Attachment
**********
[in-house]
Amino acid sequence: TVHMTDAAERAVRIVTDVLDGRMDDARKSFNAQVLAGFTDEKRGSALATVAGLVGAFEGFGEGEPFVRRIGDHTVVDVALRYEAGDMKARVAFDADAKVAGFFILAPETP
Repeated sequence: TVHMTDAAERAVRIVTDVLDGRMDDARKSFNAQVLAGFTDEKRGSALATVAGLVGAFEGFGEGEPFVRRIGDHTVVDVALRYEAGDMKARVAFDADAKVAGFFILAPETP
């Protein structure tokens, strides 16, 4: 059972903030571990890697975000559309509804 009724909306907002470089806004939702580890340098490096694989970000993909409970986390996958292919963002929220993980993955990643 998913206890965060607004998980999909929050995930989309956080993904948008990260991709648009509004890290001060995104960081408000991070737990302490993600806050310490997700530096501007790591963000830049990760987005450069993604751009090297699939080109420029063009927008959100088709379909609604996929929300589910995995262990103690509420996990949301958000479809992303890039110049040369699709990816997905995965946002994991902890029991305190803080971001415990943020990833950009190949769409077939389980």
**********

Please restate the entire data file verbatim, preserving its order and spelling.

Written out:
[in-house]
Amino acid sequence: TVHMTDAAERAVRIVTDVLDGRMDDARKSFNAQVLAGFTDEKRGSALATVAGLVGAFEGFGEGEPFVRRIGDHTVVDVALRYEAGDMKARVAFDADAKVAGFFILAPETP
Repeated sequence: TVHMTDAAERAVRIVTDVLDGRMDDARKSFNAQVLAGFTDEKRGSALATVAGLVGAFEGFGEGEPFVRRIGDHTVVDVALRYEAGDMKARVAFDADAKVAGFFILAPETP
């Protein structure tokens, strides 16, 4: 059972903030571990890697975000559309509804 009724909306907002470089806004939702580890340098490096694989970000993909409970986390996958292919963002929220993980993955990643 998913206890965060607004998980999909929050995930989309956080993904948008990260991709648009509004890290001060995104960081408000991070737990302490993600806050310490997700530096501007790591963000830049990760987005450069993604751009090297699939080109420029063009927008959100088709379909609604996929929300589910995995262990103690509420996990949301958000479809992303890039110049040369699709990816997905995965946002994991902890029991305190803080971001415990943020990833950009190949769409077939389980």